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International Refugee Organization

The International Refugee Organization was an intergovernmental organization founded on 20 April 1946 to deal with the massive refugee problem created by World War II. A Preparatory Commission began operations fourteen months previously. In 1948, the treaty establishing the IRO formally entered into force and the IRO became a United Nations specialized agency; the IRO assumed most of the functions of the earlier United Nations Relief and Rehabilitation Administration. In 1952, operations of the IRO ceased, it was replaced by the Office of the United Nations High Commissioner for Refugees; the Constitution of the International Refugee Organization, adopted by the United Nations General Assembly on 15 December 1946, is the founding document of the IRO. The constitution specified the organization's field of operations. Controversially, the constitution defined "persons of German ethnic origin", expelled, or were to be expelled from their countries of birth into the postwar Germany, as individuals who would "not be the concern of the Organization."

This excluded from its purview a group that exceeded in number all the other European displaced persons put together. Because of disagreements between the Western allies and the Soviet Union, the IRO only worked in areas controlled by Western armies of occupation. Twenty-six states became members of the IRO and it formally came into existence in 1948: Argentina, Belgium, Brazil, Republic of China, Denmark, the Dominican Republic, Guatemala, Iceland, Liberia, the Netherlands, New Zealand, Panama, the Philippines, the United Kingdom, the United States, Venezuela; the U. S. provided about 40% of the IRO's $155 million annual budget. The total contribution by the members for the five years of operation was around $400 million, it had rehabilitated around 10 million people during this time, out of 15 million people who were stranded in Europe. The IRO's first Director General was William Hallam Tuck, succeeded by J. Donald Kingsley on 31 July 1949. IRO closed its operations on 31 January 1952 and after a liquidation period, went out of existence on 30 September 1953.

By that time many of its responsibilities had been assumed by other agencies. Of particular importance was the Office of the High Commissioner for Refugees, established in January 1951 as a part of the United Nations, the Intergovernmental Committee for European Migration, set up in December 1951; the Search by Fred Zinnemann: The IRO helped the producers to make this story about children refugees, in 1945 Germany. Constitution of the International Refugee Organisation Original, complete constitution of the IRO, as signed by the Government of the United Kingdom: IRO. Area Vocational Training School. Ingolstadt, Germany 1948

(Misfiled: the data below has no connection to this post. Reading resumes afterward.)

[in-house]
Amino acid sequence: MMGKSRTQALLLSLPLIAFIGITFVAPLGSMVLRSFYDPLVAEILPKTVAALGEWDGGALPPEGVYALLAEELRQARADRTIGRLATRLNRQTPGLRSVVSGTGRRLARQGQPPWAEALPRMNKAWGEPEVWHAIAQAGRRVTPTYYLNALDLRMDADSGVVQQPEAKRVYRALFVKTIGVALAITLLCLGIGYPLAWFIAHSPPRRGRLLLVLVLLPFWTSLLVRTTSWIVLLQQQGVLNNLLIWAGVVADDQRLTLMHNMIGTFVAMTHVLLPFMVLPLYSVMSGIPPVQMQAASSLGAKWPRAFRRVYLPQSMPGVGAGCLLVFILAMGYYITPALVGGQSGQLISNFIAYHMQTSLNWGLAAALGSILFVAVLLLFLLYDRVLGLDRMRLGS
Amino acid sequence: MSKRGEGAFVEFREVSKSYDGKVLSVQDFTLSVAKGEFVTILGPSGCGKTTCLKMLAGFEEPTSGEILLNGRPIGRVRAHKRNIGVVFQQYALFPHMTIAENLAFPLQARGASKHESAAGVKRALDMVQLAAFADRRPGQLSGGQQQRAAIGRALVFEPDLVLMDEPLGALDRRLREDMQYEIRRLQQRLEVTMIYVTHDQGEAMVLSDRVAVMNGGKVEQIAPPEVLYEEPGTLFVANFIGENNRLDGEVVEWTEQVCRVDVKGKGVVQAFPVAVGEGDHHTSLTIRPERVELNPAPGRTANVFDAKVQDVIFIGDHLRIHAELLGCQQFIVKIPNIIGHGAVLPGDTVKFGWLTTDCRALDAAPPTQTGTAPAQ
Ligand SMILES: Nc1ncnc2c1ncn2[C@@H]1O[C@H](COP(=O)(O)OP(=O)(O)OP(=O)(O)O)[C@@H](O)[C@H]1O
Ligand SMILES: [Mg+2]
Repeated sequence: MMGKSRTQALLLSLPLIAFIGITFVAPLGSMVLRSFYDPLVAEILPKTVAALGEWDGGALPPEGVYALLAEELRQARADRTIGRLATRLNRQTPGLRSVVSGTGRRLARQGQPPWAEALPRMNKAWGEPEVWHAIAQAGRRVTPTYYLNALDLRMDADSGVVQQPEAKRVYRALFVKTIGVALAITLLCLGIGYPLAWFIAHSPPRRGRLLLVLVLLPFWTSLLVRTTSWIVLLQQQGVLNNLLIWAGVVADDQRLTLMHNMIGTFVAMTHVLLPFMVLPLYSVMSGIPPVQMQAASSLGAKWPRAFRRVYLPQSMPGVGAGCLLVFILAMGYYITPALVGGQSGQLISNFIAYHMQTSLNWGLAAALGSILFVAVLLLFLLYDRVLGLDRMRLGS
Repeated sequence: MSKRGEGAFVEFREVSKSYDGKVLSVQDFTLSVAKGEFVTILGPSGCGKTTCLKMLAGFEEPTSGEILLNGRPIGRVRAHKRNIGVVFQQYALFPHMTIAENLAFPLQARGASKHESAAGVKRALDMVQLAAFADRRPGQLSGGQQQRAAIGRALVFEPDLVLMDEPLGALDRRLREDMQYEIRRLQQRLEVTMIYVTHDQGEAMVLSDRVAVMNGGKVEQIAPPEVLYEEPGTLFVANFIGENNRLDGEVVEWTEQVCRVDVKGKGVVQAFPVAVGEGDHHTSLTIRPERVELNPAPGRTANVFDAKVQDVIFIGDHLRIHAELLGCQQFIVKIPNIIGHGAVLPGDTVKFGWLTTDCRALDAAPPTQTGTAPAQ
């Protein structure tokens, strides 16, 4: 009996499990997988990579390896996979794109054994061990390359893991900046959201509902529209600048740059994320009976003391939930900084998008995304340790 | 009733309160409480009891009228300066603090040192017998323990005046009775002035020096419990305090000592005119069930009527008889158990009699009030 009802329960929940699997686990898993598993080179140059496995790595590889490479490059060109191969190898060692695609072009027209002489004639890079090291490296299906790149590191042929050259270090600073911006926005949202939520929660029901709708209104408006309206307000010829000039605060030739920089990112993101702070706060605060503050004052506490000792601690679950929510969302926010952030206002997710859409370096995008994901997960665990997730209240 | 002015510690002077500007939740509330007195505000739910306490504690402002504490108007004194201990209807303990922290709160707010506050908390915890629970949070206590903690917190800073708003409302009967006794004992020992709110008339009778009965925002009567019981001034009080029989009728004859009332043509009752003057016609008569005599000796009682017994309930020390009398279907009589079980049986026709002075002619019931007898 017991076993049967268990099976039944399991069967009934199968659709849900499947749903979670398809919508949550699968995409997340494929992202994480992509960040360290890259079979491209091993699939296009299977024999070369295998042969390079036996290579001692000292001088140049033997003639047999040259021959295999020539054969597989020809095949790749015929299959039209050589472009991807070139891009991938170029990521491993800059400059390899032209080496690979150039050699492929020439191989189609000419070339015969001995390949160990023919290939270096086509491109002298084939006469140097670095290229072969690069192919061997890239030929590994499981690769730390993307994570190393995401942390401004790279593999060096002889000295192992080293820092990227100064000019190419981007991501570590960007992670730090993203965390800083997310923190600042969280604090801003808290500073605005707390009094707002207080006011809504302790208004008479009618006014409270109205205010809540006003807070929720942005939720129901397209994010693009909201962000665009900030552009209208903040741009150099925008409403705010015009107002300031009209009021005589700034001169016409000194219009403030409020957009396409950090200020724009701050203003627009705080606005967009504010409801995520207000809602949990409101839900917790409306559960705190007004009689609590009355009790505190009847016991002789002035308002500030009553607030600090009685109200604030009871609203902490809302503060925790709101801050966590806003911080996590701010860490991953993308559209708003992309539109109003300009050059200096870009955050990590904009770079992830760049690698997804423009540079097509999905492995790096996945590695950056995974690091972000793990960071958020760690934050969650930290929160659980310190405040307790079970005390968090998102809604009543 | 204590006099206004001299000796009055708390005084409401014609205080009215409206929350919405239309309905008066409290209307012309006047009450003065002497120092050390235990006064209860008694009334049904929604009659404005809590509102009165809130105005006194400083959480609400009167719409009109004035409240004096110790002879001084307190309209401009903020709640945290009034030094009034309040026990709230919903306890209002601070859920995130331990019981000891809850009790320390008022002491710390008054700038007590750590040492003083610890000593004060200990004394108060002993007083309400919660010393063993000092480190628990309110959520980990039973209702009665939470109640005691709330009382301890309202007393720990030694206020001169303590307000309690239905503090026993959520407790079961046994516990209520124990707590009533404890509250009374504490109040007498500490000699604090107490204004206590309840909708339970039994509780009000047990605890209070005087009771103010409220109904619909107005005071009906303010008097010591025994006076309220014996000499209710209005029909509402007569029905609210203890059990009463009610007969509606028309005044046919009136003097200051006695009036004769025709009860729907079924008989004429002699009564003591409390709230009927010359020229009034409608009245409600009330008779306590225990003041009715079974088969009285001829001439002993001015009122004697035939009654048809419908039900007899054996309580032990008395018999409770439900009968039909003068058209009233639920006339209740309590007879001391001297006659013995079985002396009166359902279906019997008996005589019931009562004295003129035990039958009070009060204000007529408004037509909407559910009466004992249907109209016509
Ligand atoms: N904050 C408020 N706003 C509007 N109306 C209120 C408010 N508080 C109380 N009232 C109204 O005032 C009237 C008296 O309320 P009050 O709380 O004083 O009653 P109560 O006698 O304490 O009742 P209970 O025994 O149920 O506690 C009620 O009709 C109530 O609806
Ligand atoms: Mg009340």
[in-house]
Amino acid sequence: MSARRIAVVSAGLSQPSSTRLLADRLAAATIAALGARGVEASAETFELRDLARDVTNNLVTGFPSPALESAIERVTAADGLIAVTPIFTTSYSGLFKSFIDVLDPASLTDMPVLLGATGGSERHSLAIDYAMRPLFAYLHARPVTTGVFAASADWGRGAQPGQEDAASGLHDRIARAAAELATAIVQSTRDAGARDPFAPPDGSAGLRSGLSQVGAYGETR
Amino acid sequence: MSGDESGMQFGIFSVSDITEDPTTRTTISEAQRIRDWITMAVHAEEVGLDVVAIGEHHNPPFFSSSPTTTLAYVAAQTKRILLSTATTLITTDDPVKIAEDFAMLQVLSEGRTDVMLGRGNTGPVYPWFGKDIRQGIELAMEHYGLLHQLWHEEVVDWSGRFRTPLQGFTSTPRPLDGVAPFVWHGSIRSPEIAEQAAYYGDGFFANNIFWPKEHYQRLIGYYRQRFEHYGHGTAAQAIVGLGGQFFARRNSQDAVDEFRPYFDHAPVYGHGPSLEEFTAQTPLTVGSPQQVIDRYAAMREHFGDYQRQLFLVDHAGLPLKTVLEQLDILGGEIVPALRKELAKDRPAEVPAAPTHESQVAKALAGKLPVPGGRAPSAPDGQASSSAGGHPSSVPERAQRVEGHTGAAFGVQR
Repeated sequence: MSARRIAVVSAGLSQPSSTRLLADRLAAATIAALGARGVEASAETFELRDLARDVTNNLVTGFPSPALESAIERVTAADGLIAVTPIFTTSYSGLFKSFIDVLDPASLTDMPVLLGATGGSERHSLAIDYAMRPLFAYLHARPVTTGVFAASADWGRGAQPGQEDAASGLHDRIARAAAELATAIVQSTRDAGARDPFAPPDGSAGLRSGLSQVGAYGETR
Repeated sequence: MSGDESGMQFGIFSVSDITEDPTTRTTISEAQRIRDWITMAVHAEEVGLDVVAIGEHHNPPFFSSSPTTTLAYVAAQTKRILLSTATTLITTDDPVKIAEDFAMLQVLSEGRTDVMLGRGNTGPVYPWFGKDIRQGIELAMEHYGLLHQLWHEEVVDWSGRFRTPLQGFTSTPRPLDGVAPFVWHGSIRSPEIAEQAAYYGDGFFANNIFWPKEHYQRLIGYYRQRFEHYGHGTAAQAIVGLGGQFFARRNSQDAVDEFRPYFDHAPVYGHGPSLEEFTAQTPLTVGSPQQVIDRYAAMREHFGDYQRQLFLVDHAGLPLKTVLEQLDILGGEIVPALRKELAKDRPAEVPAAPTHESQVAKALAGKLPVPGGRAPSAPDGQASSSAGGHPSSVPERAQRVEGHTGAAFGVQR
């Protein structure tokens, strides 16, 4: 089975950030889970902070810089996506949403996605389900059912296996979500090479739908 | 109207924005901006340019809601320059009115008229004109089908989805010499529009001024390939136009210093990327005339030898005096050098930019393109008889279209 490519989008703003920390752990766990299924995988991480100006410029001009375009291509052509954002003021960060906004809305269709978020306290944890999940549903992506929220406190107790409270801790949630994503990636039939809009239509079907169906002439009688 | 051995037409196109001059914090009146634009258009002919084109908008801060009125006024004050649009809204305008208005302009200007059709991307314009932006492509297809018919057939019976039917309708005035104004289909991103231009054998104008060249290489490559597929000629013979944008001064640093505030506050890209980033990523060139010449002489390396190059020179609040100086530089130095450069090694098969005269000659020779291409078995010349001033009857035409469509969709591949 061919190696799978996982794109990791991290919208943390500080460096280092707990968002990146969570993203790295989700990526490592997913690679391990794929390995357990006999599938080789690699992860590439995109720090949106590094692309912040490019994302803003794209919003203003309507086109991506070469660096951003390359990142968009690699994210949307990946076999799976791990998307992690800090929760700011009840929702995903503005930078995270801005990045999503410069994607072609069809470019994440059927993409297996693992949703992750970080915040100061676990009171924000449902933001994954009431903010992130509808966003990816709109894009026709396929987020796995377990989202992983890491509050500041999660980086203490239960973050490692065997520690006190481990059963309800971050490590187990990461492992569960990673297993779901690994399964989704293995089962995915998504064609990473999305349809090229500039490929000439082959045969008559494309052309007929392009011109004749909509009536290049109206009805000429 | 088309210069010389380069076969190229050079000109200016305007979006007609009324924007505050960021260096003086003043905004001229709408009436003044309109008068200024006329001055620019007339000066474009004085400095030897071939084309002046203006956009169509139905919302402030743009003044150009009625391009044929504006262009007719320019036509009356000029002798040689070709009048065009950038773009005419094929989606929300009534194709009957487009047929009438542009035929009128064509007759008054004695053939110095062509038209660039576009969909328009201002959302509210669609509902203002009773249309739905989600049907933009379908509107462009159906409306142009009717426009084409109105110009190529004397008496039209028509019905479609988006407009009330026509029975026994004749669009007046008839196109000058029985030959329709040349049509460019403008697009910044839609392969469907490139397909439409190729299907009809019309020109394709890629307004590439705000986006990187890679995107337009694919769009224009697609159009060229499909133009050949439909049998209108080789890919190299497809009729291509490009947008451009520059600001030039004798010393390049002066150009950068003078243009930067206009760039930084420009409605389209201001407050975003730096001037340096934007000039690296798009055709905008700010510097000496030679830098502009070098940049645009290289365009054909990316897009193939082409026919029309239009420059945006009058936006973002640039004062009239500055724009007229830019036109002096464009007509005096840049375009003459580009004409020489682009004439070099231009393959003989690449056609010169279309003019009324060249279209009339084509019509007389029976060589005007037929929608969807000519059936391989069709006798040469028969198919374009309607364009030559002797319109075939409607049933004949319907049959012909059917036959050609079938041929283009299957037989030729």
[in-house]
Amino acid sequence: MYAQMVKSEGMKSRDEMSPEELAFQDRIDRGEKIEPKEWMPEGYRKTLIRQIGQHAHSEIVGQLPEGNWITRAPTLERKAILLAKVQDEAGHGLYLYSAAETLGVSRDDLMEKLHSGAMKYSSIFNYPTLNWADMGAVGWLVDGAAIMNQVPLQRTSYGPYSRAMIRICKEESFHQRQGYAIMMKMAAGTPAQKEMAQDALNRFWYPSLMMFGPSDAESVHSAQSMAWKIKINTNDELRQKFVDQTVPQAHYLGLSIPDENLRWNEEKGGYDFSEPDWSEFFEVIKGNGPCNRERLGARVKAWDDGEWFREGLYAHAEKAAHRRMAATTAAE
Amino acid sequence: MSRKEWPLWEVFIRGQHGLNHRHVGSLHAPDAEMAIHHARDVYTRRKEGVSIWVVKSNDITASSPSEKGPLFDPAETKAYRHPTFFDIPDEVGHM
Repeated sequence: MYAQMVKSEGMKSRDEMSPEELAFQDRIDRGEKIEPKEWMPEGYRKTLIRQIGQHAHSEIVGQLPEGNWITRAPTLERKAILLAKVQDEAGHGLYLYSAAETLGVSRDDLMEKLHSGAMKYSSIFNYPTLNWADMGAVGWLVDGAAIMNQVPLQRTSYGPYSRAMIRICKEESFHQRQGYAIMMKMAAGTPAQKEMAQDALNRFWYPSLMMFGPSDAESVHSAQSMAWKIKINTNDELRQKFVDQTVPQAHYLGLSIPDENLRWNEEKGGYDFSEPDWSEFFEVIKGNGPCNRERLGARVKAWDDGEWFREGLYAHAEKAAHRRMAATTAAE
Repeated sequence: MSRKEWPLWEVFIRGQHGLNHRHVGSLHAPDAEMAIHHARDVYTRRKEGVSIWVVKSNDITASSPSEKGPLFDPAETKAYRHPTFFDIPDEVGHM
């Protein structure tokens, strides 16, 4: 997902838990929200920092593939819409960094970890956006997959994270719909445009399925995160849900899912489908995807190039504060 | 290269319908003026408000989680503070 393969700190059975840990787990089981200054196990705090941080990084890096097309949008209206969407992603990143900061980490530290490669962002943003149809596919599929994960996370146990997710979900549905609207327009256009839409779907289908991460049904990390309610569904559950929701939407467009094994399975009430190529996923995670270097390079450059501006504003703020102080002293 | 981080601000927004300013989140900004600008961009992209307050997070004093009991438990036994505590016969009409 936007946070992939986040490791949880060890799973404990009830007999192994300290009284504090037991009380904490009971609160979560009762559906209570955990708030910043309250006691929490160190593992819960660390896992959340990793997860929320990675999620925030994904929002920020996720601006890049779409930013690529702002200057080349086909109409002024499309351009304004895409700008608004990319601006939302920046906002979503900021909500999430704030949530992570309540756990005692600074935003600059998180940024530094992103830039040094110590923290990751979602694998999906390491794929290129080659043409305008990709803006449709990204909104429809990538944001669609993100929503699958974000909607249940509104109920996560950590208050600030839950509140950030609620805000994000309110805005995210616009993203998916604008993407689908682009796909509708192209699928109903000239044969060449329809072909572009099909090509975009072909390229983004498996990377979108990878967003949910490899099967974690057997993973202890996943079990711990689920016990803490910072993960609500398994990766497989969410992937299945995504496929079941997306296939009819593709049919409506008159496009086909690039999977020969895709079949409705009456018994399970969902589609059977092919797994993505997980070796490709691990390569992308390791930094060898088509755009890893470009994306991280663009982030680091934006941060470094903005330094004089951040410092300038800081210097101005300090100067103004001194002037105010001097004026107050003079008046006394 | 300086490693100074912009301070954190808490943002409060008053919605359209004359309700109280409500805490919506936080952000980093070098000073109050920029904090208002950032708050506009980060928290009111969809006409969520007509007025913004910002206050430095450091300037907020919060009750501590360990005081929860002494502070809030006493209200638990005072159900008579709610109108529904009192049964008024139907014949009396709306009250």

Milo Komenich

Milan Melvin "Milo" Komenich was an American professional basketball player. His brother was fellow professional basketball player Bill Komenich. Komenich, a 6'7 center, played collegiately at the University of Wyoming after a standout high school career at Lew Wallace High School in Gary, Indiana, he played for the Cowboys from 1941–1943 and for the 1945–46 season. Alongside guard Ken Sailors, Komenich led the Cowboys to the 1943 National Championship. Komenich was named an All-American in 1943 and 1946, he was elected to the University of Wyoming athletics Hall of Fame in 2006 and is a member of the Indiana Basketball Hall of Fame. During the 1949–50 season, Milo Komenich played in 64 games for the Anderson Packers, averaging 9.9 points per game. Komenich played for the Fort Wayne Pistons of the National Basketball League and the Dow Chemical and 20th Century Fox teams of the AAU. NBA statistics Indiana Basketball Hall of Fame page Wyoming Athletics Hall of Fame page

Vandermonde matrix

In linear algebra, a Vandermonde matrix, named after Alexandre-Théophile Vandermonde, is a matrix with the terms of a geometric progression in each row, i.e. an m × n matrix V =, or V i, j = α i j − 1 for all indices i and j. The identical term Vandermonde matrix was used for the transpose of the above matrix by Macon and Spitzbart; the Vandermonde matrix used for the Discrete Fourier Transform matrix satisfies both definitions. The determinant of a square Vandermonde matrix can be expressed as det = ∏ 1 ≤ i < j ≤ n. This is called Vandermonde polynomial. If all the numbers α i are distinct it is non-zero; the Vandermonde determinant was sometimes called the discriminant, presently, the discriminant is the square of the Vandermonde determinant. The Vandermonde determinant is an alternating form in the α i, meaning that exchanging two α i changes the sign, while permuting the α i by an permutation does not change the value of the determinant, it thus depends on the choice of an order on the α i, while its square, the discriminant, does not depend on any order, this implies, by Galois theory, that the discriminant is a polynomial function of the coefficients of the polynomial that has the α i as roots.

The main property of a square Vandermonde matrix V = is that its determinant has the simple form det = ∏ 1 ≤ i < j ≤ n. This may be proved either by using properties of polynomials or elementary row and column operations; the former is simpler but it is non-constructive and uses unique factorization property of multivariate polynomials. The latter is more elementary, at the price of being more complicated. A third proof, based on Gaussian elimination, is sketched, it is still more complicated, if writt